This article was originally posted here. It is reposted with permission from the author.
Women get a lot of blog posts.
Sometimes, I think there are too many blog posts devoted solely to women’s ministry topics. I have searched over the past several months to find blogs written by Christian women that are edifying and nourishing. What I came up with was, unfortunately, really disappointing. While I found thousands – literally, thousands – of Christian blogs for women, I founds that many of them spouted similar half-truths, and were more concerned with whether or not I wear leggings or the validity of shopping at Costco over Sam’s Club. Even Christian feminist blogs with the express purpose empowering women in the church often come with a faulty hermeneutic and careless theology, if either can be defined at all. The evidence of what was sorely lacking was painstakingly obvious. In the vast sea of the blogesphere there are too many Christian blogs devoted to “sideline” issues of faith, and very few that teach truth.
(Want to check out the blogs I discovered? Scroll to the bottom for my recommendations!)
At first, I was a little irritated. It felt as if maybe the Christian blogs that were devoted to good theology were leaving women out of the conversation. But the more I read, the more I realized: ladies, this one is on us. I cannot tell you the countless times I read on Christian women’s blogs the notion that theology was too hard, too dull, or too uninteresting (or worse, unimportant) and better left to others. Sisters, let me tell you: nothing could be further from the truth.
As a women who loves theology and loves women’s ministry, this search sent me into a kind of mental spinning as I analyzed some of the reasons why women need good theology. I am a firm believer that every person on God’s good green earth is edified and bolstered by good theology, and that we are left spiritually adrift when we do not give our attention to it. And I’ve come to three reasons that women, in particular, need good theology. There are more, but maybe we should start here:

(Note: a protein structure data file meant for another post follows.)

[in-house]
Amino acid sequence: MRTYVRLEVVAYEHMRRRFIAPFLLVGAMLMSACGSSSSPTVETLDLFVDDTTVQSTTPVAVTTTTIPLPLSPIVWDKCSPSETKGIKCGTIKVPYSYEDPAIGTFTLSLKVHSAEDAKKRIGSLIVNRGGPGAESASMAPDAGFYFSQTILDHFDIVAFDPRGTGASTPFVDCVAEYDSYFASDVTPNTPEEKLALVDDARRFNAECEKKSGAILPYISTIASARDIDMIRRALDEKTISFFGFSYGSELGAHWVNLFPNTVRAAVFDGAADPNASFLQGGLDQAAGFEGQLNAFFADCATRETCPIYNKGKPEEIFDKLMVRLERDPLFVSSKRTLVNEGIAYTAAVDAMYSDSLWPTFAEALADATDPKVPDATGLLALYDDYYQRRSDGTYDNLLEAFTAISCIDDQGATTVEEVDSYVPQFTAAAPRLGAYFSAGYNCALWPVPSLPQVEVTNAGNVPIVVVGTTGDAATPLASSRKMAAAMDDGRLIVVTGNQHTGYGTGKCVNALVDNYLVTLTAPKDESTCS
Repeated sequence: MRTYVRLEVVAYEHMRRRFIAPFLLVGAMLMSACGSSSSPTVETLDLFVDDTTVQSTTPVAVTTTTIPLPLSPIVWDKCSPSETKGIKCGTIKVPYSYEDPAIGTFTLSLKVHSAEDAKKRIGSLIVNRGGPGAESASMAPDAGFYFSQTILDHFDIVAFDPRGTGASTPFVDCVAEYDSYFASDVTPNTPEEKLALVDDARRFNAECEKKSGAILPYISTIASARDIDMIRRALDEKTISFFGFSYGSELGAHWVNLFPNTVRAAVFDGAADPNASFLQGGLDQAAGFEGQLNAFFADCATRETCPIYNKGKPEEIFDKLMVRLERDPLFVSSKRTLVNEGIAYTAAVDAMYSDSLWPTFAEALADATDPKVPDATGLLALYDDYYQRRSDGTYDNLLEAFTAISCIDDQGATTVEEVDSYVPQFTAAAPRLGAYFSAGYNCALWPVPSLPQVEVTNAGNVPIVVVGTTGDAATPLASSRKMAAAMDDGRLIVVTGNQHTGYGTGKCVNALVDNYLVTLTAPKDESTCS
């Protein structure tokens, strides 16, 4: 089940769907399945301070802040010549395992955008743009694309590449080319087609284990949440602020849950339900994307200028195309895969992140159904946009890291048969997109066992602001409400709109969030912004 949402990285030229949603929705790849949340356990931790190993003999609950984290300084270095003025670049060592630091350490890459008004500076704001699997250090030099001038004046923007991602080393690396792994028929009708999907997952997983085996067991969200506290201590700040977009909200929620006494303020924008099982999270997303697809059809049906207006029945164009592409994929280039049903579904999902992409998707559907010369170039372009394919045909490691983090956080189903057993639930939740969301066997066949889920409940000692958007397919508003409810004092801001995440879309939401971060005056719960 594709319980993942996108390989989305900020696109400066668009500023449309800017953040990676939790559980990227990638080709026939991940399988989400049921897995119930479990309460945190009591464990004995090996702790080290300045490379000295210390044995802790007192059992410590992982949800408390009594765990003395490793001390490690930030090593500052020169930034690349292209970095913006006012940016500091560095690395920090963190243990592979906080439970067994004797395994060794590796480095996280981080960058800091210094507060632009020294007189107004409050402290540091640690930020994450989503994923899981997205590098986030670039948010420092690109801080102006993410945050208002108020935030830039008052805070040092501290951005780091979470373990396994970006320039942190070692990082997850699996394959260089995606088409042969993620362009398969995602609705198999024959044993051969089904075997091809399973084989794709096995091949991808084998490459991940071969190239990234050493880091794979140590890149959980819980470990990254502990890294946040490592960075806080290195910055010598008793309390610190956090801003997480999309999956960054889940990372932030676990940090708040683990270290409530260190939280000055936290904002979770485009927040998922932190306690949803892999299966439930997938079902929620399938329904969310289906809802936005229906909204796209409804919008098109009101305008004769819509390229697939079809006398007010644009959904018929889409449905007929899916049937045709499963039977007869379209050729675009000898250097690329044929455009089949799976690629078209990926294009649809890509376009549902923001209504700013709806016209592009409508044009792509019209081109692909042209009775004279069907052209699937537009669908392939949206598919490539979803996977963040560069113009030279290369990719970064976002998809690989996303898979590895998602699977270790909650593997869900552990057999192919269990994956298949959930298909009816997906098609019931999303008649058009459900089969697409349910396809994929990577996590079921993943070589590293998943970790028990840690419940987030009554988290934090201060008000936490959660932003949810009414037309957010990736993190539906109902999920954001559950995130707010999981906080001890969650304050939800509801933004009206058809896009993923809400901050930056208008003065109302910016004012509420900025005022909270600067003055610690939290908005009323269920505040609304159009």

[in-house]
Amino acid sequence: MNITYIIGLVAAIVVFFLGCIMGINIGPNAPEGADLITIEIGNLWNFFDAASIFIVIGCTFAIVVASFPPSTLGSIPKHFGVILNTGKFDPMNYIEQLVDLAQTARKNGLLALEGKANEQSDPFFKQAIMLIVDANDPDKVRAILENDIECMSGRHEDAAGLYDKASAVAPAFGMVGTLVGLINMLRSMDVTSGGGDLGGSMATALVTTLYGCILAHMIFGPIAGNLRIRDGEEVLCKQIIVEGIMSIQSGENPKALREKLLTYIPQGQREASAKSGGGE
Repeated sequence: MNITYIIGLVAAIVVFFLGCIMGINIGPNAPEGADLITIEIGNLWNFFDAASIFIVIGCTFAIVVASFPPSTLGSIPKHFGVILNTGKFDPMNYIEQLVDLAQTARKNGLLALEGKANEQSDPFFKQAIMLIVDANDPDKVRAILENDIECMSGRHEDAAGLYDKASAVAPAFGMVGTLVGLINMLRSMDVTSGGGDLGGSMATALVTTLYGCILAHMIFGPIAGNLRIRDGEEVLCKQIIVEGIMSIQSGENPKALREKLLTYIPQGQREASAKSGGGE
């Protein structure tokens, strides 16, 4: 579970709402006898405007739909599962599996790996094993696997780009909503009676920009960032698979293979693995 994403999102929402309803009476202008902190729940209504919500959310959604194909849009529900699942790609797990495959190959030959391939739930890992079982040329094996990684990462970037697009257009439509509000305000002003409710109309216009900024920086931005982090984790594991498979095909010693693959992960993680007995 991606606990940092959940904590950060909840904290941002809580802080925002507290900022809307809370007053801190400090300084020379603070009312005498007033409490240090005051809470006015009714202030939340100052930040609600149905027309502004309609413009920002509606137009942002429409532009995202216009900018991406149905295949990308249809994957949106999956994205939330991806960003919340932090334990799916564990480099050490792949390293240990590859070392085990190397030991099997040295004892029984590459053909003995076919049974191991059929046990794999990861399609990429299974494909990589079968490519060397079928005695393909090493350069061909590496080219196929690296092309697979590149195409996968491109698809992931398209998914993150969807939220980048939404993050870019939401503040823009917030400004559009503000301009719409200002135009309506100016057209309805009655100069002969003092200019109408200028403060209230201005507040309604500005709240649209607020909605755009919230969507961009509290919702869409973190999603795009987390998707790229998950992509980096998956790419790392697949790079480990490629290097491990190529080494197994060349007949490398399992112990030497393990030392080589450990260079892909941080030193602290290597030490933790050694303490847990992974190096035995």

1) Because it orders our love.
Descartes famously said, “I think therefore I am.” Descartes was wrong. What he meant by the statement is widely speculated, but at the foundation of his thinking was the notion that we are formed most by what we think. Taking this to the utmost degree, he concluded that since we are thinking things, we, therefore, exist. And while I agree that our thoughts are formative, I would argue that we are formed by what we love more than by what we think.
Consider the women in your life. Even as you mentally list each one, along with their name comes a description about their personhood: “Caity is my organic-eating, hiking-enthused friend, Angela is my perpetual-student, nerdy-book-loving friend, Lori is my compassionate, born-with-maternal-instincs friend …” And the list could go on. Why? Because we are formed, defined, ordered by what we love. That’s why when you think of Caity, you think about her love for the outdoors and Whole Foods.
And some of this is out of place. Because many of us women have been formed by misplaced, misdirected loves. Women need good theology because it orders what we love. Good theology will (re)form our minds with the wonders of God, it will enthuse us with the character of God, and will awe us by the mysterious, crazy-cool ways in which God is at work. And as we sit in the star-struckness of it all, we will slowly but surely turn our faces toward this God. We will love Him. We will love Him for His Word, His ways, His work. Good theology turns us towards God in love, and as we love Him, we are formed by Him.